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Michael Libres Uy

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The viability of implementing a logically constructed Language. Namely Lojban.

We are aware of how profound of an effect language has on its speakers, but we still have yet to implement a constructed language that is constructed on the basis of logic rather than history. Lojban is a language constructed on the basis of predict logic by James Cooke Brown and the Lojban institute and can be found here: http://www.lojban.org/tiki/Lojban
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Lojban has a number of features which make it unique:

Lojban is designed to be used by people in communication with each other, and possibly in the future with computers.
Lojban is designed to be culturally neutral.
Lojban has an unambiguous grammar, which is based on the principles of logic.
Lojban has phonetic spelling, and unambiguous resolution of sounds into words.
Lojban is simple compared to natural languages; it is easy to learn.
Lojban's 1300 root words can be easily combined to form a vocabulary of millions of words.
Lojban is regular; the rules of the language are without exception.
Lojban attempts to remove restrictions on creative and clear thought and communication.
Lojban has a variety of uses, ranging from the creative to the scientific, from the theoretical to the practical. and Here we will discuss the ideas of how to implement the language, the problems of doing so, and all the for and against notions regarding language in general.

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  • May 17 2013: To clarify a bit.
    1. The language created by James Cooke Browne is Loglan, which is still supported by The Loglan Institute. Lojban is a revised version created by the Logical Language Group, Robert LeChevalier, Founder and President. The two have diverged significantly within the same broad framework, but both have active followers.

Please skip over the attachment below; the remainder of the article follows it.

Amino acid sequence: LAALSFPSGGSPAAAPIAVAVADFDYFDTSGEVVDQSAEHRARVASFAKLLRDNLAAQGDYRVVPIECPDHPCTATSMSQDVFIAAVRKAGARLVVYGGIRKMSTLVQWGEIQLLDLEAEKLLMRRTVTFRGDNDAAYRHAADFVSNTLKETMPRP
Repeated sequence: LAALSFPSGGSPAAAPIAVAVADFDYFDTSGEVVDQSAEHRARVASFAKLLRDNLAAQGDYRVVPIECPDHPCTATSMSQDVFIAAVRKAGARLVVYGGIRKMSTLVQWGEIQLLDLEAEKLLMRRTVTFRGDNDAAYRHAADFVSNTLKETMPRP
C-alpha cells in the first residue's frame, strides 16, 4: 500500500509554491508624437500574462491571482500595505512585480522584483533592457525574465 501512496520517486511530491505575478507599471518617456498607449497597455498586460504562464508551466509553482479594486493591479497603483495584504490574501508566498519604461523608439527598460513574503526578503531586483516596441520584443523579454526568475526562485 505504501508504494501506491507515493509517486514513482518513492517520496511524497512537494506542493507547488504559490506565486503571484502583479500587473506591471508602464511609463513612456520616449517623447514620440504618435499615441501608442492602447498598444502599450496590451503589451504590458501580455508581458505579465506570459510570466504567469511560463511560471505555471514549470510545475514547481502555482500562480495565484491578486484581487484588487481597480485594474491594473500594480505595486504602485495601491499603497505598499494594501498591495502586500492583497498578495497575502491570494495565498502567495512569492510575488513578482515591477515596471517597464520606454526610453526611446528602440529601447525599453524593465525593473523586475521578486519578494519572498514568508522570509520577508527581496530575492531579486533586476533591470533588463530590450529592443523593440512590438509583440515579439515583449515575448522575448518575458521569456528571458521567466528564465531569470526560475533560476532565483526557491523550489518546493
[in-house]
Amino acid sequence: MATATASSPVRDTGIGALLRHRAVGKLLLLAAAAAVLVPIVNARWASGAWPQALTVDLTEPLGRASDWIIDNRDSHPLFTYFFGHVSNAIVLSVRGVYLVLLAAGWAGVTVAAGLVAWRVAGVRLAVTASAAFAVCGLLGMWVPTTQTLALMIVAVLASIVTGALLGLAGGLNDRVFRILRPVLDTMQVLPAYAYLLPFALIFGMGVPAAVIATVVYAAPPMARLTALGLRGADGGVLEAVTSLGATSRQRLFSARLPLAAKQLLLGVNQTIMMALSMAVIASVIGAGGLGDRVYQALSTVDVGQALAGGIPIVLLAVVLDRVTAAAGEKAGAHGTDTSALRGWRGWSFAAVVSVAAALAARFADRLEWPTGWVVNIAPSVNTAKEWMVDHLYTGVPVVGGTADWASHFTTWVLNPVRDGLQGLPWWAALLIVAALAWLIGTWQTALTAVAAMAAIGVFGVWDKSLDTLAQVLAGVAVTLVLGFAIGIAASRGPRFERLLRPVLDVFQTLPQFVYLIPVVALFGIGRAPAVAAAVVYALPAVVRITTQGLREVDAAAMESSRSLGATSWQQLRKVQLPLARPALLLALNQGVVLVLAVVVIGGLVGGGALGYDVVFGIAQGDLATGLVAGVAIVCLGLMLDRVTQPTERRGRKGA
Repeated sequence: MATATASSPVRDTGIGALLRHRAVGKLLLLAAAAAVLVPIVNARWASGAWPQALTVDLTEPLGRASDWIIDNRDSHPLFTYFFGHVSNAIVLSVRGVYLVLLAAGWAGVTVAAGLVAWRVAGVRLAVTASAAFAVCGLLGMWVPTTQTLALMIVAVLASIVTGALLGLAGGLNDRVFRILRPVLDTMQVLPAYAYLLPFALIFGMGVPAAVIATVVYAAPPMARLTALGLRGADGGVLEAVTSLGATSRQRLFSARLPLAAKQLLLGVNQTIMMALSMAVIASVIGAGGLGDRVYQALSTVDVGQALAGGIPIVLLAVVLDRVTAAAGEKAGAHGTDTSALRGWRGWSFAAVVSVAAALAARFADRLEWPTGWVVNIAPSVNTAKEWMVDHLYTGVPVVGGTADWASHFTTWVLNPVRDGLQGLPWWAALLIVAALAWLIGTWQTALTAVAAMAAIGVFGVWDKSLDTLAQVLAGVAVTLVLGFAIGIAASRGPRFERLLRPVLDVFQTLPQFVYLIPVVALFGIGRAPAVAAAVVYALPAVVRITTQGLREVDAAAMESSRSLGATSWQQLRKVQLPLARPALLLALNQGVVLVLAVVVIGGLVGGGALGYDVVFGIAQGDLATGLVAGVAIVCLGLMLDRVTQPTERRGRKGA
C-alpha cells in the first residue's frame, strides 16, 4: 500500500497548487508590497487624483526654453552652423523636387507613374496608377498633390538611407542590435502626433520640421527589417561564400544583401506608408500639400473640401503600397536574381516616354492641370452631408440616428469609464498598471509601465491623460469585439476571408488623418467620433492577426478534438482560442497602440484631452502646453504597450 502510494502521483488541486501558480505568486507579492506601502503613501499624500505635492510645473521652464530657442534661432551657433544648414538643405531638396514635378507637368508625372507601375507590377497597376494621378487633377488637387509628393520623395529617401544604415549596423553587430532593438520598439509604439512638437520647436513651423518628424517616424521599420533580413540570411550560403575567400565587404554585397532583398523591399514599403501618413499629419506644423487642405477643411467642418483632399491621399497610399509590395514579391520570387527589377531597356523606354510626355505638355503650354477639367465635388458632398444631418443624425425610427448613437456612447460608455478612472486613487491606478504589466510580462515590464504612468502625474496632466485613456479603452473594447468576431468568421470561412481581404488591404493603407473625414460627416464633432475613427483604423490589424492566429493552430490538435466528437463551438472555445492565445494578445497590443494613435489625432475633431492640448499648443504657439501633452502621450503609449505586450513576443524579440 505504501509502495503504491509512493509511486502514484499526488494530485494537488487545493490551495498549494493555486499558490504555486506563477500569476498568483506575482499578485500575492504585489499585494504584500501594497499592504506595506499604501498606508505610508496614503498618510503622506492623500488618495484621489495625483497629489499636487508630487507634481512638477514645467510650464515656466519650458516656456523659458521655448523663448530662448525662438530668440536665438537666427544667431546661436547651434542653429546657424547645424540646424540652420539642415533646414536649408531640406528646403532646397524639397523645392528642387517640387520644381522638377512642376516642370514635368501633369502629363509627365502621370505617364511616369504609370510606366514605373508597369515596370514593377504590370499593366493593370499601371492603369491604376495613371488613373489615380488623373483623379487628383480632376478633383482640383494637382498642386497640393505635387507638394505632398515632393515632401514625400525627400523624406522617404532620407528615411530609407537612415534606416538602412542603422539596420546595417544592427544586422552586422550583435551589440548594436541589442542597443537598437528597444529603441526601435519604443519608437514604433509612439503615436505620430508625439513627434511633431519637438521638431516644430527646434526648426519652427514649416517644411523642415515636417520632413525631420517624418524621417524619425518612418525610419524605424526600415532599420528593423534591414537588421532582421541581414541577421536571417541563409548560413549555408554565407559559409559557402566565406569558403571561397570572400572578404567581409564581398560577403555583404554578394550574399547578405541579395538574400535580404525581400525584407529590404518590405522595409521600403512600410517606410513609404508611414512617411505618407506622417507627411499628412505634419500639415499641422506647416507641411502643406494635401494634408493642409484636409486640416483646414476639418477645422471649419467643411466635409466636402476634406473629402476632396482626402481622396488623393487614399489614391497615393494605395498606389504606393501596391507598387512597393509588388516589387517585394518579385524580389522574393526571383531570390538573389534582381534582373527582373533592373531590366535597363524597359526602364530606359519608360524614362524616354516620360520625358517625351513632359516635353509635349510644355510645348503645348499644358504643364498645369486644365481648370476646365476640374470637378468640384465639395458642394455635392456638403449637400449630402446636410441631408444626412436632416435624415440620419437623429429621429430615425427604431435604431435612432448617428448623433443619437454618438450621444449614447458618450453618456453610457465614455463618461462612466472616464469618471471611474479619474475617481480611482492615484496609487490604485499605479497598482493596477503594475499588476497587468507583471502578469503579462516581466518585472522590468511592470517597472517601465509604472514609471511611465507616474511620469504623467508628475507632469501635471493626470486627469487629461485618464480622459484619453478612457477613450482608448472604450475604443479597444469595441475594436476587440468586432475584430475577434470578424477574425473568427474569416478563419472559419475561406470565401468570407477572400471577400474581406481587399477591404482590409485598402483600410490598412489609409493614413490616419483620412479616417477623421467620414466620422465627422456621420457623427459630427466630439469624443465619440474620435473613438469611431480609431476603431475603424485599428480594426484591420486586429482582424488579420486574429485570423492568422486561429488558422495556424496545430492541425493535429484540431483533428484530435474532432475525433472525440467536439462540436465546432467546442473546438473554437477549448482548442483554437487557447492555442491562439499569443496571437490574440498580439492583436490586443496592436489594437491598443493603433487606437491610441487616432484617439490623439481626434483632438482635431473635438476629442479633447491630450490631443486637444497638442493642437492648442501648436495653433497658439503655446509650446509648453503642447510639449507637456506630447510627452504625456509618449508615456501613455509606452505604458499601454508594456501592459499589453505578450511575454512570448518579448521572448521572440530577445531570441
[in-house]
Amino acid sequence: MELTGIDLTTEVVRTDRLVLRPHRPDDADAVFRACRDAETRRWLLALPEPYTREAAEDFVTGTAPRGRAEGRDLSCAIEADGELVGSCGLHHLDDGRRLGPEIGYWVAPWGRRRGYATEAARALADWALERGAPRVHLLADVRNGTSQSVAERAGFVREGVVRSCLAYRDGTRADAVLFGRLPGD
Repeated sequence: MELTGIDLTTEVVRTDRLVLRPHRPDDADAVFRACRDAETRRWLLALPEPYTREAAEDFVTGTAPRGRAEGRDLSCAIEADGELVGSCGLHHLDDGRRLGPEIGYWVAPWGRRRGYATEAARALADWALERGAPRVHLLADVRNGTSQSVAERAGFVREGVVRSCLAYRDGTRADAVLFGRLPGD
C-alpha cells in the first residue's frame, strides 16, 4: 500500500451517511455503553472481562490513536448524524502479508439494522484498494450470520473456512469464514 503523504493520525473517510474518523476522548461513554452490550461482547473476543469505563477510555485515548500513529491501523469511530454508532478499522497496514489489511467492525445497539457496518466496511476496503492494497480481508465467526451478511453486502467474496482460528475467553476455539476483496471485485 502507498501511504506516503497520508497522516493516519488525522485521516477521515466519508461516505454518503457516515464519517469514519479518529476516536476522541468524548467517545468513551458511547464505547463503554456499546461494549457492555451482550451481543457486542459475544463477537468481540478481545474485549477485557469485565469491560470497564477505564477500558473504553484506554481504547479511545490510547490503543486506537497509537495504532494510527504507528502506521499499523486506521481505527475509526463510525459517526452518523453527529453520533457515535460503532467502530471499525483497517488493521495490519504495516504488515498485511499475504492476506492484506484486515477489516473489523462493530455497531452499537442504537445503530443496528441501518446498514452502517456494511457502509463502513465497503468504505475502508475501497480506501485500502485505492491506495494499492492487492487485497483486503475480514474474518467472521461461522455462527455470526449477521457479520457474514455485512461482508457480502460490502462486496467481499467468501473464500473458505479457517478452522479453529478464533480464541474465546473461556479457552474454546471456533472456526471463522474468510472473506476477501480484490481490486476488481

2. The any non-trivial claim that language has a profound effect on speakers is contentious (the Sapir Whorf Hypothesis, itself never clearly formulated). The suggestion that a language based on the principles of Logic (whatever they may be) will say something significant about this question was the original purpose behind Loglan, but the experiments were never carried through.
    3. Both Loglan and Lojban exist, the one for 58 years in various forms, the other 24 or so, and both are. in some sense, based on the principles of logic, so the issue of viability seemed settled in the affirmative, unless there are further details that are not mentioned.
    4. The characterizations of Lojban are basically correct but perhaps misleading (and are, for the most part, not unique).
    a. Lojban has developed its own culture (related largely to Western computer scientists) and is hardly neutral.
    b. Lojban grammar is unambiguous by fiat and the grammar that guarantees lack of ambiguity is not proven to tie in with principles of Logic.
    c. No one reports Lojban to be easy to lean (this may be partly due to old-fashioned learning tools, now being replaced):its vocabulary is totally unfamiliar (despite claims to the contrary), its basic sentence structure is different from that of familiar languages, lack both prepositions and cases, which latter accounts for its regularity -- there is nothing to change.
    d. Lojban culture goes for precision and the requirement to get things just right has proven to be a hindrance rather than a help for creativity -- constatnly going back to check delays going forward.
    But it still functions.

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